Russian activist saves data from police with drone
A Russian activist used a drone to get his data out of his high-rise flat when police came to search it.
Sergey Boyko says he sent hard drives to a friend by drone when police banged at his door at 10:00 local time, to avoid them getting hold of the data.
The search was part of a nationwide crackdown on the opposition.
Around 200 raids have been carried out in the past few days after the ruling party suffered major losses in local elections in Moscow.
A YouTube video taken (in Russian) by a female companion shows Mr Boyko, who lives in the Siberian city of Novosibirsk, releasing a drone from his flat in a tall apartment block as police wait to be let in.
Mr Boyko heads the local branch of the movement of opposition leader Alexei Navalny, who campaigned for voters to defeat candidates of the United Russia party using tactical voting in Sunday's city council election.
The activists say the raids are a form of revenge by the authorities for the setbacks.
Mr Boyko's companion says the couple were woken by loud banging on the door, to find men in civilian clothes and masks demanding to be let in.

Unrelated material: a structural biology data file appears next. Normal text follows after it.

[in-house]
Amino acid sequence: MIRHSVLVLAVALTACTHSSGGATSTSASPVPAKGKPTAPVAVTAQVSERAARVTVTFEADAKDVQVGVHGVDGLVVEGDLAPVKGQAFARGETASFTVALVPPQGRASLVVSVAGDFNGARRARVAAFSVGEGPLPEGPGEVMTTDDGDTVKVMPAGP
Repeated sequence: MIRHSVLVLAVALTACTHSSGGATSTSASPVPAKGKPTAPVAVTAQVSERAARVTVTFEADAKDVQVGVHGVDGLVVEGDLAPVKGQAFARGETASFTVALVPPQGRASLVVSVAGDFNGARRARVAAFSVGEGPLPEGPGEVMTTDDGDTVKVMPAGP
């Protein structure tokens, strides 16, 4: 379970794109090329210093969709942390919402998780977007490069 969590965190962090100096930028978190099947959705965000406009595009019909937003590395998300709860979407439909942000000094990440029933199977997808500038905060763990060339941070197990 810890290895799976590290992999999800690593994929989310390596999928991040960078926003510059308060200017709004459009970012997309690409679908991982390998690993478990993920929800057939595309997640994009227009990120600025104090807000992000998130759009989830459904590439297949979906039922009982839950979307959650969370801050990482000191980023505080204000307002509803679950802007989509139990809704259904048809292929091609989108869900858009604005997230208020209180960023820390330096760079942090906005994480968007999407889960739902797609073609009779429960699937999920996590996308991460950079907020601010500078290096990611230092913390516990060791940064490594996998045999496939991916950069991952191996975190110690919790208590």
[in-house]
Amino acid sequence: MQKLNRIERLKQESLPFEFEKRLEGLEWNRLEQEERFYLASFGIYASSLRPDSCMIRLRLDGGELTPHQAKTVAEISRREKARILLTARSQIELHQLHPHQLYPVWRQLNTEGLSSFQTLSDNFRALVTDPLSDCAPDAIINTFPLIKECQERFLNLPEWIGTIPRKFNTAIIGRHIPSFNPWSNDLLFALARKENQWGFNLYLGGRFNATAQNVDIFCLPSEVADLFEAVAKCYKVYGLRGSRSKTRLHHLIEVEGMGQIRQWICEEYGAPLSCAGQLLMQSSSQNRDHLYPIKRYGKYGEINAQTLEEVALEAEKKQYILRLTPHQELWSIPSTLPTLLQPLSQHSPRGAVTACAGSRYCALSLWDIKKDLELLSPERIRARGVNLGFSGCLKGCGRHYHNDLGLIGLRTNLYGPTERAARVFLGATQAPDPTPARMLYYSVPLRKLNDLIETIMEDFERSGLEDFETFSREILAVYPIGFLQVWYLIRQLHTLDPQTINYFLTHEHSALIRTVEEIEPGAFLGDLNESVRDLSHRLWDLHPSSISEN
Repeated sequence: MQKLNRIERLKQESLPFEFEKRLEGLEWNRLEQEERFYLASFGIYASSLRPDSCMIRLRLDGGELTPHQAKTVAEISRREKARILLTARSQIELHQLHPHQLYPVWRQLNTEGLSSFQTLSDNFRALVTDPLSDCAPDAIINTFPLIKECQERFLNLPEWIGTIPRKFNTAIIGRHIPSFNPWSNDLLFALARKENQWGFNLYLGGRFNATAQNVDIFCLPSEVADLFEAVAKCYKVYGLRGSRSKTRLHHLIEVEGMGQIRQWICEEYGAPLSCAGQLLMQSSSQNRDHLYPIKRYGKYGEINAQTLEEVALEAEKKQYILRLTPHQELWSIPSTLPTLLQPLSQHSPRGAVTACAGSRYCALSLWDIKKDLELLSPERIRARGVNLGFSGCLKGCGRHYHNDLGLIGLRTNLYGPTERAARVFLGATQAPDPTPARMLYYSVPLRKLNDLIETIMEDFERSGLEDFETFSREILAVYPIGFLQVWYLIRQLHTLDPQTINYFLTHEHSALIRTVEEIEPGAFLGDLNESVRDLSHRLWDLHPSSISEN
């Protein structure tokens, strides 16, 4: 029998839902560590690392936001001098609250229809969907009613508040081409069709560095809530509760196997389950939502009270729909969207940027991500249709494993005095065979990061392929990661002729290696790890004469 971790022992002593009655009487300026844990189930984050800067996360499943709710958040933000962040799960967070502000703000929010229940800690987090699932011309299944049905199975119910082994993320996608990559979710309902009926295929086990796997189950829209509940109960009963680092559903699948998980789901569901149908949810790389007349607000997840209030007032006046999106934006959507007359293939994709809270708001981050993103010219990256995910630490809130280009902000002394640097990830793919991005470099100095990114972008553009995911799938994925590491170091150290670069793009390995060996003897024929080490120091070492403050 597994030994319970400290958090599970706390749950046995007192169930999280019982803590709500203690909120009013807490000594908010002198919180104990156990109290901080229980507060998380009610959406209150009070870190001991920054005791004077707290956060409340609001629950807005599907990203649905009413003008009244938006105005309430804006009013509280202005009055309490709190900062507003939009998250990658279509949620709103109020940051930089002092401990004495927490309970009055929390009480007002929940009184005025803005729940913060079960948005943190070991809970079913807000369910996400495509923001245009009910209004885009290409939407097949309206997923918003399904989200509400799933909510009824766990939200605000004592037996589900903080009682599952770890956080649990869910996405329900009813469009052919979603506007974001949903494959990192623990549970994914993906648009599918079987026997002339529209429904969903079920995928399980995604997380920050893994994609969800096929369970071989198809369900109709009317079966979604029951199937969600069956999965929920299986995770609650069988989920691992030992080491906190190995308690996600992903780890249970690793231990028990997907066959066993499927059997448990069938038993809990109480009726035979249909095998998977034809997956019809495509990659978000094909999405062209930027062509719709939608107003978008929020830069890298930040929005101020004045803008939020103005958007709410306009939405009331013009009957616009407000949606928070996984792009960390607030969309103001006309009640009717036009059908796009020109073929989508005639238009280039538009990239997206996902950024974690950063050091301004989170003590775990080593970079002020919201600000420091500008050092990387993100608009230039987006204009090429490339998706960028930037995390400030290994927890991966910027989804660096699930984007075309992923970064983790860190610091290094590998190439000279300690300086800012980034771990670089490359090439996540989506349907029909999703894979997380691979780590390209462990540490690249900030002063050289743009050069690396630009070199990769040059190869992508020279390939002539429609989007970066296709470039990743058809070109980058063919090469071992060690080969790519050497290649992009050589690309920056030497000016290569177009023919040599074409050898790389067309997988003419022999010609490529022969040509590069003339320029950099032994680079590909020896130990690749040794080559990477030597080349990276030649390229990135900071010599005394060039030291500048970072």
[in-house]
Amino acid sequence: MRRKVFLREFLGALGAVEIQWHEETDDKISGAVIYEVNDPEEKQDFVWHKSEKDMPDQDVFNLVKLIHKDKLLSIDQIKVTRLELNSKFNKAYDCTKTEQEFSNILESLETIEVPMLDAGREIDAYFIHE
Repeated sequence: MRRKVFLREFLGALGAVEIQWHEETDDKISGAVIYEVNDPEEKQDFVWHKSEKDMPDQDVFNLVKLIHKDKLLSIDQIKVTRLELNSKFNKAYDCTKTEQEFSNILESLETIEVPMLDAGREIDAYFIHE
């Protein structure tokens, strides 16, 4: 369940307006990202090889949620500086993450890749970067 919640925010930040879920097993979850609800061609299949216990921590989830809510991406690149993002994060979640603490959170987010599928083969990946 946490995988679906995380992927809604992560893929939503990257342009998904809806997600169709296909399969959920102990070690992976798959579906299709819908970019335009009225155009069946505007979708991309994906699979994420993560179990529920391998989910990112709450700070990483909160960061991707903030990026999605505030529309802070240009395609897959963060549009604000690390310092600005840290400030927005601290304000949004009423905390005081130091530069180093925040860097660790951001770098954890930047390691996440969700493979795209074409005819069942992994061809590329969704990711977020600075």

The drone was loaded with various hard disks, solid-state drives and flash sticks containing "very important" information that he did not want to fall into the police's hands, according to the activist.
"Done. The evacuation has been carried out. The drone reached its destination," he says at one point.
The video then shows what appears to be an attempt to break down Mr Boyko's door after he refuses to let police in before obtaining proof of their authority.
He finally let them in following negotiations through a lawyer.
Thursday's raids in more than 40 Russian cities were carried out as part of a criminal investigation into suspected money-laundering by the Navalny campaign.
Opposition volunteers were taken away for questioning. Computers and phones were confiscated, and some activists' personal bank accounts were frozen.
The organisation's headquarters in Novosibirsk were also searched.
Mr Navalny and his supporters say the money-laundering allegation is ludicrous, and the funds involved are donations from the public.
The case was launched following a series of protests over the summer against the authorities' decision to bar key opposition candidates from Moscow's city council election.
The day after Mr Boyko's successful data evacuation, his flat was raided again, in what activists say was revenge for his use of the drone.
"This time, it was heavy-handed, with everything confiscated - yesterday, according to Sergey Boyko, the investigators were 'openly half-hearted'", a leading Navalny activist, Leonid Volkov, tweeted, adding that police appear to be have been smarting from the "humiliation" (link in Russian).